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Democrats beating GOP at their own game: Spin
The Democrats are showing how good they have become at a traditionally Republican strength - rapid media response, jumping on the slightest gaffe by Republicans to dominate the news cycle with unfavorable coverage of the other party.
"Barack Obama and the Democrats are winning the battle of the sound bites," said veteran Republican campaign strategist and pollster John McLaughlin.
"Obama always has been very good at this tactically. Whether against Hillary Clinton in the primaries or against John McCain now, Obama has been good at choosing what to say and what not to say," Mr. McLaughlin said. "When Bill Clinton said something dumb, the Obama people were all over it immediately."
Mr. Obama, though a novice compared with Mr. McCain in political and campaign experience, seized the latest opportunity on Thursday when he gleefully suggested the Arizona senator was inured to the pain consumers feel at the gasoline pump, the grocery store and elsewhere.
The history of presidential campaigns in America is rich with gaffes and awkward moments on both sides. It's the ability of one side to exploit them better than the other that's always at issue, and Republican strategists are noting how much more successful the Democrats are at grabbing quick moments to get out their message: that a McCain win in November would be the equivalent of a third term for President Bush.
"To date, Obama's campaign and its ability to pivot, attract wanted attention, and deflect unwanted attention is certainly one of the most impressive operations in recent memory," said Craig Shirley, a Ronald Reagan biographer and founder of a public relations firm that serves conservative clients.
In contrast, the campaigns of such Democratic presidential hopefuls as Sen. John Kerry of Massachusetts and former Massachusetts Gov. Michael Dukakis were widely criticized, even at the time, for letting fester such issues as the Swift Boat Veterans for Truth, Willie Horton and the Pledge of Allegiance.
The latest example grew from comments former Sen. Phil Gramm, Texas Republican and one of the McCain team's chairmen, made during a breakfast meeting and interview Wednesday at The Washington Times.
Mr. Gramm, who has a doctorate in economics, observed that the U.S. economy is far more competitive abroad than the press and this nation's political leaders give it credit for, and partly as a result Americans sound like a nation of "whiners" when it comes to the state of the economy. He said Americans had gotten themselves into a "mental recession."
That was all the rapid-response raptors at the Obama campaign and Democratic National Committee needed to hear.
"What John McCain, George Bush, Phil Gramm just don't understand is that the American people aren't whining about the state of the economy," immediately snapped DNC spokeswoman Karen Finney. "They are suffering under the weight of it - the weight of eight years of Bush-enomics that John McCain and Phil Gramm have vowed to continue."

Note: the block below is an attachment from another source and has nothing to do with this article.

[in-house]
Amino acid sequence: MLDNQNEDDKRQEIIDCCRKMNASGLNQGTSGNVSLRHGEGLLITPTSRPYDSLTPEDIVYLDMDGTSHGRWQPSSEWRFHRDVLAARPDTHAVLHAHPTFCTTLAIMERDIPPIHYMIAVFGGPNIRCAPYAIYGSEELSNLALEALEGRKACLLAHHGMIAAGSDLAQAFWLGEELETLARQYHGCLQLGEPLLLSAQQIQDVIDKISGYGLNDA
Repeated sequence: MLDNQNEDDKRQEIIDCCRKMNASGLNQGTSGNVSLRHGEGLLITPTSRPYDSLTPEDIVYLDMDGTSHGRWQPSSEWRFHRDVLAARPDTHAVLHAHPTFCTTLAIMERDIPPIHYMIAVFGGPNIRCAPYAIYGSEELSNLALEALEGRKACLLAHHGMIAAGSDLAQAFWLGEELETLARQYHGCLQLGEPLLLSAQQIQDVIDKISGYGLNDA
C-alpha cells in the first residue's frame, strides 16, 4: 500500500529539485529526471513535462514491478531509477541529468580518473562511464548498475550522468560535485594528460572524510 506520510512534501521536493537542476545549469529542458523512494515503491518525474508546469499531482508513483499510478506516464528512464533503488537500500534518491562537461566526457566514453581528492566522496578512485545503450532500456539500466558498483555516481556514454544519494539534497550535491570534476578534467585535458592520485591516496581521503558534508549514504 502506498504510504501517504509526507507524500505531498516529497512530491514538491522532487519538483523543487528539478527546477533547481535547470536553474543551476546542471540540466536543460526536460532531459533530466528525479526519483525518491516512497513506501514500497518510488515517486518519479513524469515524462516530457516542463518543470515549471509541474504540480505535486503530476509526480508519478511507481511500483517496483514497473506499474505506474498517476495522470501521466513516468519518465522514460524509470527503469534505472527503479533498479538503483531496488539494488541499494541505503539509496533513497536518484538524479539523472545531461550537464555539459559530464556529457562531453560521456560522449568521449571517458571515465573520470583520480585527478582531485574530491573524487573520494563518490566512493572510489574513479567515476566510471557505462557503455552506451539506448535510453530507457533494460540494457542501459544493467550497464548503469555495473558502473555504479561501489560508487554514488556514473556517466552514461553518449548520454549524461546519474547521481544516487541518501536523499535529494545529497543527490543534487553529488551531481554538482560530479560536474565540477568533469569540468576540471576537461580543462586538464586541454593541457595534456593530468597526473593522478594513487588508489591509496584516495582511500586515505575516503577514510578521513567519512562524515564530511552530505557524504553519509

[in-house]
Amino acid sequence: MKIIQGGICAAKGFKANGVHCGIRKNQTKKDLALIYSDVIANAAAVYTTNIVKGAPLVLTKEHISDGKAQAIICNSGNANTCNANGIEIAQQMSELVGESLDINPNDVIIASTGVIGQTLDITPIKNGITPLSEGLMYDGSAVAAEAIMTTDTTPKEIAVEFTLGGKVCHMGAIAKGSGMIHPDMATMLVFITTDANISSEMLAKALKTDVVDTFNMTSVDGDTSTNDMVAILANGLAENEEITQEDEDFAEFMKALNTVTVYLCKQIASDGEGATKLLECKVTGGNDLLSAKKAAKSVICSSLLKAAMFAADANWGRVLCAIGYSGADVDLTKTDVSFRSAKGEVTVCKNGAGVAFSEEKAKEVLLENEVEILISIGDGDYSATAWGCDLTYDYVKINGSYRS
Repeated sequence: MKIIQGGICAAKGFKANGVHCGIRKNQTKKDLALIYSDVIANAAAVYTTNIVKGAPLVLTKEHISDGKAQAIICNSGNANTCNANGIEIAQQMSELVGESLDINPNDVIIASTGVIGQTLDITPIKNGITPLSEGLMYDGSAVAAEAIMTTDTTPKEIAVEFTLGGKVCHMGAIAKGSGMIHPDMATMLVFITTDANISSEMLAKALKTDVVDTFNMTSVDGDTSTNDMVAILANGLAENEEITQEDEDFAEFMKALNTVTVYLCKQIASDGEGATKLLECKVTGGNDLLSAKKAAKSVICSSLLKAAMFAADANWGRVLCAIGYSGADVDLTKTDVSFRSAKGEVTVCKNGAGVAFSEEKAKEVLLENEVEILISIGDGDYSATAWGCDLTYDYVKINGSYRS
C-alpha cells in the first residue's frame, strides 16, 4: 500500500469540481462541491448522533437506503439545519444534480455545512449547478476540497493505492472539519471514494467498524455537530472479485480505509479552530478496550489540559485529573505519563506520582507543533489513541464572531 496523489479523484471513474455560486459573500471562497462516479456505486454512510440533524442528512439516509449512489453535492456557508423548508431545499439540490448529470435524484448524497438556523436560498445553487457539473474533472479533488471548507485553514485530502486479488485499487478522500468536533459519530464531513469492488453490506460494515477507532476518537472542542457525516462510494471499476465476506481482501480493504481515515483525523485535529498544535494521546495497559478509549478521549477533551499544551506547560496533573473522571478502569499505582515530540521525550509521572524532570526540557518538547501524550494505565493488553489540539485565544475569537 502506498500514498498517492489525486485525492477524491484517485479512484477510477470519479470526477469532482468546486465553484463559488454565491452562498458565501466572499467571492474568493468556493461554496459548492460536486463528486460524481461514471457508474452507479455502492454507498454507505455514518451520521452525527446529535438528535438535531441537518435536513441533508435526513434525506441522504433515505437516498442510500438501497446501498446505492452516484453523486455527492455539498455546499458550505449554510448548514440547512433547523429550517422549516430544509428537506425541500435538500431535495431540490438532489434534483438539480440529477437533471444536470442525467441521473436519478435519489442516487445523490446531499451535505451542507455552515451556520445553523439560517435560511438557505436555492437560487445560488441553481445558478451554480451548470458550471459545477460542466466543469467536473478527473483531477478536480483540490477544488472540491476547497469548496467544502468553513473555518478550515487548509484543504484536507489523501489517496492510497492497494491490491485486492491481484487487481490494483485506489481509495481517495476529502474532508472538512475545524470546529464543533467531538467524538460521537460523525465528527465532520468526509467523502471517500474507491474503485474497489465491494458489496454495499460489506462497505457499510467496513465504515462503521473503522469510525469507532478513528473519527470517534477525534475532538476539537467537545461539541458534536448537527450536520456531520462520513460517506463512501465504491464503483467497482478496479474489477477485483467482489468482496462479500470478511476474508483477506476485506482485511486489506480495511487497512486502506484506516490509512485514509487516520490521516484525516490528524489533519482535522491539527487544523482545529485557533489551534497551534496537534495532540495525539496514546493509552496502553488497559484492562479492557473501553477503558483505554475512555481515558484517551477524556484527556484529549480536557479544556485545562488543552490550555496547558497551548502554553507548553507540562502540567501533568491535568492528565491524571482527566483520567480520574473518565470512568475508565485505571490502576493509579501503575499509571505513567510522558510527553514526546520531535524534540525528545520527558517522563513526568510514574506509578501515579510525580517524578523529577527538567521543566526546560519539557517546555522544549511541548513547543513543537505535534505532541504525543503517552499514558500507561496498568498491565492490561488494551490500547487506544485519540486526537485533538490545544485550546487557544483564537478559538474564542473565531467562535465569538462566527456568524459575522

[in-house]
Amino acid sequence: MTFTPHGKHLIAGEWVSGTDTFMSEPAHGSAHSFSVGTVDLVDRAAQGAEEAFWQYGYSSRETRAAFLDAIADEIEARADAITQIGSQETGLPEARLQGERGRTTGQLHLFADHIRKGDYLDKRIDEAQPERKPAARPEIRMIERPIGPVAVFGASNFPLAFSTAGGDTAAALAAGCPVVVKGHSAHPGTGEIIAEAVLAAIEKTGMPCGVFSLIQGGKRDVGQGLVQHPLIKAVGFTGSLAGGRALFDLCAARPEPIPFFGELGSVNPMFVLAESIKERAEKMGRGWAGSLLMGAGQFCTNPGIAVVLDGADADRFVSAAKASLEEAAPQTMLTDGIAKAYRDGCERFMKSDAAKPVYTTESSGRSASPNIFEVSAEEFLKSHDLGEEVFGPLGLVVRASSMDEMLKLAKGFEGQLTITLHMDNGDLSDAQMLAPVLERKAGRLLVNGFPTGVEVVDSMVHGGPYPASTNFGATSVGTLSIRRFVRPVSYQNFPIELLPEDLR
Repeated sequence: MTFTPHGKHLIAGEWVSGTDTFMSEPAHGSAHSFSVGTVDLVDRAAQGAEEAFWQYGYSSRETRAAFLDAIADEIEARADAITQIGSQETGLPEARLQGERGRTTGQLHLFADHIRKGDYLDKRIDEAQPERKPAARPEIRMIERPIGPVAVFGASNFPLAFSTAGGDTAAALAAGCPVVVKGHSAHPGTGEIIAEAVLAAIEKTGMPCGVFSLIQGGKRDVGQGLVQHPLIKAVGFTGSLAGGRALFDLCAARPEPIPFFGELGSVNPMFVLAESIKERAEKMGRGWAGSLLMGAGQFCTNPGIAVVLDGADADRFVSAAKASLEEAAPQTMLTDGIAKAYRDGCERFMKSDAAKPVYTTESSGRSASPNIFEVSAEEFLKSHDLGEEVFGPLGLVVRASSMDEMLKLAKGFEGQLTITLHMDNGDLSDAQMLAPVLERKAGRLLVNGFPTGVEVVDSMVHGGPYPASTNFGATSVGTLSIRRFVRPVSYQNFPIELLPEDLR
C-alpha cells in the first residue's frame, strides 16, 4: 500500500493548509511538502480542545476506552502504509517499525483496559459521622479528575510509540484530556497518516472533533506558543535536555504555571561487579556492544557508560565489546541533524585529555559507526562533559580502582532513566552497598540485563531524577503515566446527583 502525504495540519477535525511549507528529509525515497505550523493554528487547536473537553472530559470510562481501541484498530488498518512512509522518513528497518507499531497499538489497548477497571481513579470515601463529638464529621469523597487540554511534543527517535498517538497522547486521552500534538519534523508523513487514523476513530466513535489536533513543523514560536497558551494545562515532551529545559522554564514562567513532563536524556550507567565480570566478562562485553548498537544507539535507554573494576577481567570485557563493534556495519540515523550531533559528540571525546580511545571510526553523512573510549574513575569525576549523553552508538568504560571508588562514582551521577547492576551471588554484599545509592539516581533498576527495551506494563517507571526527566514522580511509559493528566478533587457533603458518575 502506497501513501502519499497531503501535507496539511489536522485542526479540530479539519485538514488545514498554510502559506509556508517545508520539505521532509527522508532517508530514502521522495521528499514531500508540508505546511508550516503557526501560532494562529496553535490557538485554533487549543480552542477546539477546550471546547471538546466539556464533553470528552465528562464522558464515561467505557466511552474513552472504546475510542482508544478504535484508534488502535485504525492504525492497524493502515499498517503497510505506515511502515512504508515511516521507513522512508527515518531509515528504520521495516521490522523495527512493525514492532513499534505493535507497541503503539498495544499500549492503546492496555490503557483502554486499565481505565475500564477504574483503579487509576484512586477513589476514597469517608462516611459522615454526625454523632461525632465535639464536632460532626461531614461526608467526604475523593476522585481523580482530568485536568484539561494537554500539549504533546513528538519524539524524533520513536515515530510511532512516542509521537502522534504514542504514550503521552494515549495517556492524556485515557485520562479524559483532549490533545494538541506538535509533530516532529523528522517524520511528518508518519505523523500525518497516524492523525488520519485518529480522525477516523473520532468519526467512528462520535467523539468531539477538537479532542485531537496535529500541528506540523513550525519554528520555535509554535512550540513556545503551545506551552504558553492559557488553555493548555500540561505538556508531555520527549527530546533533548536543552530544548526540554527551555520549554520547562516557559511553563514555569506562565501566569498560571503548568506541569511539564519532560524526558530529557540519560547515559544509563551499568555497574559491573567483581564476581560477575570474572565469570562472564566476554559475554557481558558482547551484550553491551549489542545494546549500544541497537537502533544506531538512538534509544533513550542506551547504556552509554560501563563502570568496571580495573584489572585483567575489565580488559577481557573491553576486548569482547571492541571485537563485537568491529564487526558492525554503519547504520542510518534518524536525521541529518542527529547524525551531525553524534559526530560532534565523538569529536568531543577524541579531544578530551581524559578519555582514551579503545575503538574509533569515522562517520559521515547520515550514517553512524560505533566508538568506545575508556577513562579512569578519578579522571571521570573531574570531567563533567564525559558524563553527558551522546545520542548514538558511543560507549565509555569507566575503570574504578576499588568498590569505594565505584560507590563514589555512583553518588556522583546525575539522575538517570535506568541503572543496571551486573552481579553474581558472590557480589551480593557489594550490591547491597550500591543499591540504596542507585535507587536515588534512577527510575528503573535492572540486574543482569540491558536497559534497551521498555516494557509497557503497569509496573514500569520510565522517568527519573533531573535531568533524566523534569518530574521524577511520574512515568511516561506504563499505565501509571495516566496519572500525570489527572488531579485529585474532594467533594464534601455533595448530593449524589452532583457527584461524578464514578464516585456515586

A few hours later, during a town-hall-style campaign event in Fairfax on Thursday, Mr. Obama verbally pummeled Mr. Gramm's "whiners" comment.
"It's a figment of your imagination, these high gas prices," the Illinois senator mockingly said to laughter from his audience. "This comes after Senator McCain recently admitted that his energy proposals for the gas tax holiday and drilling will have mainly psychological benefits."
This ability to slash the opposition's soft underbelly every time it's exposed may be making all the difference in the two current campaigns.
"A couple of months ago, McCain was ahead, now Obama is," Mr. McLaughlin said. "The Obama campaign knows how to use message agenda tactically."
The two campaigns have mirror image strategies. Mr. Obama's is to make Mr. McCain look as if he's offering a four-year extension of the Bush "out of touch" presidency - a losing proposition in every poll in the last two years. Mr. McCain's is to make Mr. Obama look as if he's about to finally saddle America with four years of a George McGovern presidency that never was.
The difference now is in the alacrity of attack when an opening appears.
A huge hole appeared in the Obama armor on the same day Mr. Gramm made his gaffe. Michelle Obama, the candidate's wife, said in Pontiac, Mich., that the Bush administration's $600 stimulus was so meager it could only buy a pair of earrings.
Not only did the Republican National Committee and the McCain campaign fail to use the "earrings" gaffe to trump the "whiners" comment, but Republican media guru Mike Murphy, who pundits insisted last week would soon be appointed as the McCain campaign's message maven, managed not to mention the earrings gaffe in a "Meet the Press" appearance Sunday.
"Until John McCain develops his own message on a series of issues that contrast with Obama and that the majority of Americans agree with, McCain will continue falling into this Bush III trap," Mr. McLaughlin said. "What McCain needs is a winning contrast message that makes it a one-on-one race with Obama, and not a Bush-McCain vs. Obama contest."
About the Author
Chief political writer Ralph Z. Hallow served on the Chicago Tribune, Pittsburgh Post-Gazette, Washington Times editorial boards, was Ford Foundation Fellow in Urban Journalism at Northwestern University, resident at Columbia University Editorial-Page Editors Seminar and has filed from Berlin, Bonn, London, Paris, Geneva, Vienna, Amman, Beirut, Cairo, Damascus, Jerusalem, Tel Aviv, Belgrade, Bucharest, Panama and Guatemala.
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